Caudal

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Caudal

Postby Brazilian dude » Mon Dec 19, 2005 11:29 am

SYLLABICATION: cau·dal
PRONUNCIATION: kôdl
ADJECTIVE: Anatomy 1a. Of, at, or near the tail or hind parts; posterior: the caudal fin of a fish. b. Situated beneath or on the underside; inferior. 2. Similar to a tail in form or function.
ETYMOLOGY: New Latin caudlis, from Latin cauda, tail.
OTHER FORMS: caudal·ly —ADVERB


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Flaminius
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Postby Flaminius » Mon Dec 19, 2005 9:58 pm

from Latin cauda, tail

whose posterity is Italian coda.

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Postby Stargzer » Tue Dec 20, 2005 4:17 am

Flaminius wrote:
from Latin cauda, tail

whose posterity is Italian coda.


And here all along I thought D.C. Al Coda was a jazz muscian from the Washington DC area and Da Capo was that gizmo I put on the guitar neck to change the key . . .
Regards//Larry

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Postby Brazilian dude » Tue Dec 20, 2005 8:24 am

whose posterity is Italian coda.

And far as I know, Portuguese and Romanian are the only languages that didn't tamper with Latin cauda, cf. Spanish cola, French queue and Catalan cua.

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Postby gailr » Thu Dec 22, 2005 2:06 am

Stargzer wrote:And here all along I thought D.C. Al Coda was a jazz muscian from the Washington DC area and Da Capo was that gizmo I put on the guitar neck to change the key . . .

In some places, da capo is da guy who will have you tailed. And then, you code.
-gailr

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Stargzer
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Postby Stargzer » Thu Dec 22, 2005 1:51 pm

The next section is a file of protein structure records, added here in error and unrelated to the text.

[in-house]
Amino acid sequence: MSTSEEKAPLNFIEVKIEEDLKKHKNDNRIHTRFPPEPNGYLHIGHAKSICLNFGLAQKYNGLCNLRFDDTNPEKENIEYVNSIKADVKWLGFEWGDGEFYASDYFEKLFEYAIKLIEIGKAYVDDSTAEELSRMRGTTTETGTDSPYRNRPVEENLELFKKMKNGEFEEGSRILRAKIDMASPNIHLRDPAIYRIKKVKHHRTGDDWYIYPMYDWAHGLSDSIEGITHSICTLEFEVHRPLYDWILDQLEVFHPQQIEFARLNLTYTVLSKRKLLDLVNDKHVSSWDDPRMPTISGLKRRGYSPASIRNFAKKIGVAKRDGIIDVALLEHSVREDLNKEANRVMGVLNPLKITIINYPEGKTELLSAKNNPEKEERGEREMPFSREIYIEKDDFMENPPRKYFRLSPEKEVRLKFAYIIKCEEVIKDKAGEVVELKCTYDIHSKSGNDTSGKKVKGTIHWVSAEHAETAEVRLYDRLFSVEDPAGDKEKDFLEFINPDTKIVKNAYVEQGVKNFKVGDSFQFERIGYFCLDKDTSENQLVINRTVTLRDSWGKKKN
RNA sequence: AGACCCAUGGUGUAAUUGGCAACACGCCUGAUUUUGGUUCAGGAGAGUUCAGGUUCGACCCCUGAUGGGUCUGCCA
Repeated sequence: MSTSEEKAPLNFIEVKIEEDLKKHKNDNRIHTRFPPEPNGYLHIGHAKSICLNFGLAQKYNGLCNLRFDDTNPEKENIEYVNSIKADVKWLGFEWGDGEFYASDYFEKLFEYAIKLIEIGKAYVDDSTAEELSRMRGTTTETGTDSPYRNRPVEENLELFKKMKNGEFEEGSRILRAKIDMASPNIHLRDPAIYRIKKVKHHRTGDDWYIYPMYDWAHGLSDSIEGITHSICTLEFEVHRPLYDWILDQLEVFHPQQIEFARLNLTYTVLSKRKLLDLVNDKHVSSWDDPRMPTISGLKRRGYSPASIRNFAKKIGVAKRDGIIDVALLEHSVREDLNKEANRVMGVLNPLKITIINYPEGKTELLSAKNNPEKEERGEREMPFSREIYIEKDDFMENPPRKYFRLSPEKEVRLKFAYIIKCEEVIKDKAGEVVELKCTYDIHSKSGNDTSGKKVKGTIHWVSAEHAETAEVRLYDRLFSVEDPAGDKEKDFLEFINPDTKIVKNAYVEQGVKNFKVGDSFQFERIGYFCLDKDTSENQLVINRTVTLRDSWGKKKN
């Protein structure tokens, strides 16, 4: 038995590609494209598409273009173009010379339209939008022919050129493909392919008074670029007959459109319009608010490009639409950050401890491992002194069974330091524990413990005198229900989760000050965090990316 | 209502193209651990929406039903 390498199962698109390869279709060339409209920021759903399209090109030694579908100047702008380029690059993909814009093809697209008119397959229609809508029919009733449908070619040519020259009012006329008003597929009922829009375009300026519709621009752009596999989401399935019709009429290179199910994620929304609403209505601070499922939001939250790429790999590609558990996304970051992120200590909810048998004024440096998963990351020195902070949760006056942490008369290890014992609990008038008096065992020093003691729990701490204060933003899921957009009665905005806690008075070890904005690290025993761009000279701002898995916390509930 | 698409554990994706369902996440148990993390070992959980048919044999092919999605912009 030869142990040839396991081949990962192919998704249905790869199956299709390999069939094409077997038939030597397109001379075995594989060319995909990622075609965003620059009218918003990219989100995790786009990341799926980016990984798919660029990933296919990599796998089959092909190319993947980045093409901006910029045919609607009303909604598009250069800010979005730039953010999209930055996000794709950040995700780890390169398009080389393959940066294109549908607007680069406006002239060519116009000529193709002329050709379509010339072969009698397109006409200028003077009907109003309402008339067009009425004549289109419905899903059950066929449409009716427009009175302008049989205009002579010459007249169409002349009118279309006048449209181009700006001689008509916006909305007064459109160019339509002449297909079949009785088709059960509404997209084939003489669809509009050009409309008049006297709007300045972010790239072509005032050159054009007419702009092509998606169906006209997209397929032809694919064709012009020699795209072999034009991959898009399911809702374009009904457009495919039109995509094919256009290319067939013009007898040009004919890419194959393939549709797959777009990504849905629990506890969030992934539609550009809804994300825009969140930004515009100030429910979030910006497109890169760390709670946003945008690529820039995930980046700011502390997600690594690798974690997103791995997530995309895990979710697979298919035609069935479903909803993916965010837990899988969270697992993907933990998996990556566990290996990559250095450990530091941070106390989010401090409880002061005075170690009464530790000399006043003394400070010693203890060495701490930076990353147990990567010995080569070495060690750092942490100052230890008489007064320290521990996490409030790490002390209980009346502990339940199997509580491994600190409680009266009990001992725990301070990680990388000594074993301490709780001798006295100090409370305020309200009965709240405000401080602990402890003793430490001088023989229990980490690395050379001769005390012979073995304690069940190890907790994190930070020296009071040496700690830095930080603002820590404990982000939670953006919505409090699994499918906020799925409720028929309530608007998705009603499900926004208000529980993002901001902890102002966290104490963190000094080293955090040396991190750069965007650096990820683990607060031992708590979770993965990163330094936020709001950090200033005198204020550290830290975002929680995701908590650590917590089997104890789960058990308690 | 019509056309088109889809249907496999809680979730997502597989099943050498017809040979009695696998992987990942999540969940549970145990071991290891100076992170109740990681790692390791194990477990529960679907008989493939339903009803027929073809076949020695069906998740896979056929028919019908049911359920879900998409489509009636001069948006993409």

gailr wrote:
Stargzer wrote:And here all along I thought D.C. Al Coda was a jazz muscian from the Washington DC area and Da Capo was that gizmo I put on the guitar neck to change the key . . .

In some places, da capo is da guy who will have you tailed. And then, you code.
-gailr


You say cäpo and I say cāpo . . .
Regards//Larry



"To preserve liberty, it is essential that the whole body of the people always possess arms, and be taught alike, especially when young, how to use them."

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Postby uncronopio » Thu Dec 22, 2005 9:46 pm

Brazilian dude wrote:
whose posterity is Italian coda.

And far as I know, Portuguese and Romanian are the only languages that didn't tamper with Latin cauda, cf. Spanish cola, French queue and Catalan cua.

Brazilian dude


Well, Spanish does have the word caudal as relating to the tail; however, it is more common the meaning derived from Latin capitalis, referring to abundance of water and other resources.
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Postby Brazilian dude » Thu Dec 22, 2005 10:10 pm

I know it does, but I was not referring to the adjective, I was referring to the noun cauda in Latin, which became cola in Spanish.

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